Energy Medicine - How did it come about?


    Harold Saxton Burr, a professor of medicine at Yale, began a series of important and controversial studies of the role of electricity in development and disease. He realised that while molecular genetics was revealing how parts of the body are manufactured, there was little understanding of the blueprint directing assembly of the parts into the whole organism.

    Burr studied and measured electrical fields around living things, specifically salamanders. He also discovered electrical fields around all sorts of organisms, including moulds, frogs and humans. Changes in the electrical charges appeared to correlate with growth, sleep, regeneration, light, water, storms, cancer development, and even the waxing and waning of the moon.

    In 1935 Burr described the detection of ovulation by monitoring the voltage changes during the ovulation cycle. In 1936 he and his colleagues began a series of studies on the relation between electrical fields and cancer, beginning with a study of spontaneous mammary tumours in mice. Large voltage changes were detected using electrodes attached to the chest from 10 days to 2 weeks before the tumours appeared. Burr’s cancer research has been confirmed by several studies in the last 10 years. The latest study by Cuzick et al. in 1998, reported clinical trials of a method for detecting breast cancer using skin electropotential measurements.

    Burr’s work on energy fields (1932 – 1956) was out of step with mainstream medicinal biology of the time. It was a period of explosive growth in pharmaceutical medicine, as antibiotics were winning the war against disease, and the thrust of medical research was towards a pill for every problem. Bioenergetics was confined to the study of biochemical reactions.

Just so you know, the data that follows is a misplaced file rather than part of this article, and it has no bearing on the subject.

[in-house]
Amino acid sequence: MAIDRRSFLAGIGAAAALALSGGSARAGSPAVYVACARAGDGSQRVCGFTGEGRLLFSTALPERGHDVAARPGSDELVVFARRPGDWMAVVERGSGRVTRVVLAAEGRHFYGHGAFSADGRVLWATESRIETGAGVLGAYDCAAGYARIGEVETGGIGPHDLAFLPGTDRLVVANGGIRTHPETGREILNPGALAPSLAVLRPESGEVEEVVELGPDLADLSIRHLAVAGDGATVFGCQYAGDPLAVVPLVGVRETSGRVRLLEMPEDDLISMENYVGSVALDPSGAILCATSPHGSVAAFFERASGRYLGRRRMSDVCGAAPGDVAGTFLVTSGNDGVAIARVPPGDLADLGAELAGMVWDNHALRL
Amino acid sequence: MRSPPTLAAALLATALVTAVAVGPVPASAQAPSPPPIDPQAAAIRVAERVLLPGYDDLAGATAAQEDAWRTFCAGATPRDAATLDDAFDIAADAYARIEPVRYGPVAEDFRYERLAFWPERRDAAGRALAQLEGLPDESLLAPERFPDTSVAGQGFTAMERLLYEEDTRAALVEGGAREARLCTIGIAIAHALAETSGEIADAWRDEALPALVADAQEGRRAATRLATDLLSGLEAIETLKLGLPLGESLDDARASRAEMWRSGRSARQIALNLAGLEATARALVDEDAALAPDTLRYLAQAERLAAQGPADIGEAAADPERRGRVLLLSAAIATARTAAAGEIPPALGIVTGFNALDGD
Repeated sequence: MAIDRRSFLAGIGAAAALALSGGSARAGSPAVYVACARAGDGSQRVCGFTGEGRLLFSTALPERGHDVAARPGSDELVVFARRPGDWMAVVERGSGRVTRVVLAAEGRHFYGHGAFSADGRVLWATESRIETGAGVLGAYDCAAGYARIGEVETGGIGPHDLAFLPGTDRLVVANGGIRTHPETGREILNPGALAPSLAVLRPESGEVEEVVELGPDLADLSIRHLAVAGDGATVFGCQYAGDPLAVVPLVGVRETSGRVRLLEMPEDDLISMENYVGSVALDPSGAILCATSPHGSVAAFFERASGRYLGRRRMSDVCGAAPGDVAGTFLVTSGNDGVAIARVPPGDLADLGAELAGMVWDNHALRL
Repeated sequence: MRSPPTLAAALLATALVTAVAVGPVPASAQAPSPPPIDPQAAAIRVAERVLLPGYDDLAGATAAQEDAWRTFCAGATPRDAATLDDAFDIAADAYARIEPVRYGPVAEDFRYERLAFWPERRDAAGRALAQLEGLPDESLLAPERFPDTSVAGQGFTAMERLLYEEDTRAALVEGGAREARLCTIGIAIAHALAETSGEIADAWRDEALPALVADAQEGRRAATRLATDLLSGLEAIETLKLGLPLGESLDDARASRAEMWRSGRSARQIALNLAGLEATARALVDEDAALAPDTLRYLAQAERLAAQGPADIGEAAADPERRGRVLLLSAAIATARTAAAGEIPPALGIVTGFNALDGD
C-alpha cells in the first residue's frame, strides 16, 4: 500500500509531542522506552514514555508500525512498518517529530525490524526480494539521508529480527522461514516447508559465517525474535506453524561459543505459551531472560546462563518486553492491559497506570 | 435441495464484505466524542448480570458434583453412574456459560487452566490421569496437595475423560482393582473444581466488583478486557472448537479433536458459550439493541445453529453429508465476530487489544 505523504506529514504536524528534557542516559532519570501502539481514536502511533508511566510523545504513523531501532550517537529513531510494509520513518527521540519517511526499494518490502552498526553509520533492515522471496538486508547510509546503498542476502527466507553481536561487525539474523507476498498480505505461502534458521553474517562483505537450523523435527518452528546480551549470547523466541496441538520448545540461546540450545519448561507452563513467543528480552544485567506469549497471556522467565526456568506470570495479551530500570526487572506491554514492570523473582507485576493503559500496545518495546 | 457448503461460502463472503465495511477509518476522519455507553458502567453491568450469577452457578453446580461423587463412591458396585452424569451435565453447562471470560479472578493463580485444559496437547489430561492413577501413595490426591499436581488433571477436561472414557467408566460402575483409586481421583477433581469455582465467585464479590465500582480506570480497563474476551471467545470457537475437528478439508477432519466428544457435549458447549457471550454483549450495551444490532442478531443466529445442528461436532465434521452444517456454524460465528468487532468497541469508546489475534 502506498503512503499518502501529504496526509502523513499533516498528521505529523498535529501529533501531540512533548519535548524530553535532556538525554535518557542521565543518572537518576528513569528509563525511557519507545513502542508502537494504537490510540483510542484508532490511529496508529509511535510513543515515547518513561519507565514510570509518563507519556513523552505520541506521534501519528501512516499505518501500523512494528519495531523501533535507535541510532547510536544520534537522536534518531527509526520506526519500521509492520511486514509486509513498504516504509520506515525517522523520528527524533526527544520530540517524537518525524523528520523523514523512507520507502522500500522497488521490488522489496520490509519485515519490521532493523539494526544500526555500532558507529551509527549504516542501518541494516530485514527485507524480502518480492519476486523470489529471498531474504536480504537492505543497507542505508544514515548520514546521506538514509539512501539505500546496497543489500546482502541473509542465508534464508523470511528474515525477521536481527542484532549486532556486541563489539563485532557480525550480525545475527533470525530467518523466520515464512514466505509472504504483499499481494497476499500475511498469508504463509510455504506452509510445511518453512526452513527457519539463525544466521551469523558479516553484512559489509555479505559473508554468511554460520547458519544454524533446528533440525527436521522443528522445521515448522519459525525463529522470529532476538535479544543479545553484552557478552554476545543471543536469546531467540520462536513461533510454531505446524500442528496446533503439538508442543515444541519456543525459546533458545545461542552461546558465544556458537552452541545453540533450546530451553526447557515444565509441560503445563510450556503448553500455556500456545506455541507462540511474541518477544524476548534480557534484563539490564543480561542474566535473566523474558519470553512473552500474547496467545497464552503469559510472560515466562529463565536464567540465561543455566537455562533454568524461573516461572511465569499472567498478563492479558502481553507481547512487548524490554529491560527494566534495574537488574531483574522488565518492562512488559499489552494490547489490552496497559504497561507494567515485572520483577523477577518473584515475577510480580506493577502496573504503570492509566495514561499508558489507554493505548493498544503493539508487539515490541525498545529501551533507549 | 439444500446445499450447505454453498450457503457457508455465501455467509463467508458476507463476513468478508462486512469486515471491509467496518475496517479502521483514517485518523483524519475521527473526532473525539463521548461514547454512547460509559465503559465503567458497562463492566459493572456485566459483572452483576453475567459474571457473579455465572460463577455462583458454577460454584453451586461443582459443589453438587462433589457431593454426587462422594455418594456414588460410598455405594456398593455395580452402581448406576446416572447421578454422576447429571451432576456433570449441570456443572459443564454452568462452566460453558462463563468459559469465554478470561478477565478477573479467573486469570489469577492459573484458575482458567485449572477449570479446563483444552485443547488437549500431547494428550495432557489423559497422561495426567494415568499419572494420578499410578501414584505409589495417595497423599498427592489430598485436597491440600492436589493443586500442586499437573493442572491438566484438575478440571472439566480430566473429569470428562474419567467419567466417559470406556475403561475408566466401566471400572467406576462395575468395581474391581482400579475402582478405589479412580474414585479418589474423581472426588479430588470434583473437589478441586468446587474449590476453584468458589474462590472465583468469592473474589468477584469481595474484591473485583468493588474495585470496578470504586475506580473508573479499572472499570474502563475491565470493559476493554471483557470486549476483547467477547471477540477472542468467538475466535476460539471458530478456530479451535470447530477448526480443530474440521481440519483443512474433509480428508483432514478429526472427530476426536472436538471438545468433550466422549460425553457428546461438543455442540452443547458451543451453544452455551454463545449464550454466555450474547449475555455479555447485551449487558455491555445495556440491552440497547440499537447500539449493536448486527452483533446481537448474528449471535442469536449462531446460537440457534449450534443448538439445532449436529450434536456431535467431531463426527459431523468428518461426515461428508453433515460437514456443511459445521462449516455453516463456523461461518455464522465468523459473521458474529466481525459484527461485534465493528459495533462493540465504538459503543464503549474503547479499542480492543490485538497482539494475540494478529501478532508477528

Modern medicine has been using a form of energy medicine since the discovery of X-rays by Roentgen. Computed tonography (CT) and MRI scanning and ECGs and EEGs are used for diagnostic purposes, and pulsed electromagnetic field therapy (PEFT) and transcutaneous electrical nerve stimulation (TENS) devices for pain control.

    Feeding the Brain and Slowing its Ageing


    A few decades ago, as typically illustrated in texts, the living cell was visualised as a membrane-bound bag containing a solution of molecules. Note that the cell is embedded in a fibrous material called the connective tissue, or extra-cellular matrix, which contains large amounts of collagen (a protein). Most of the cell interior appears empty in these drawings.

    The picture is changing because of the discovery that the cell is not a bag of solution, it is in fact filled with filaments, tubes, fibres and trabeculae (collectively called the cytoplasmic matrix or cytoskeleton). The cellular matrix is connected across the cell surface with the connective tissue system or extracellular matrix. A whole class of transmembrane-linking molecules or integrins has been discovered. It is now recognised that the cytoplasmic matrix also links to the nuclear envelope, nuclear matrix and genes.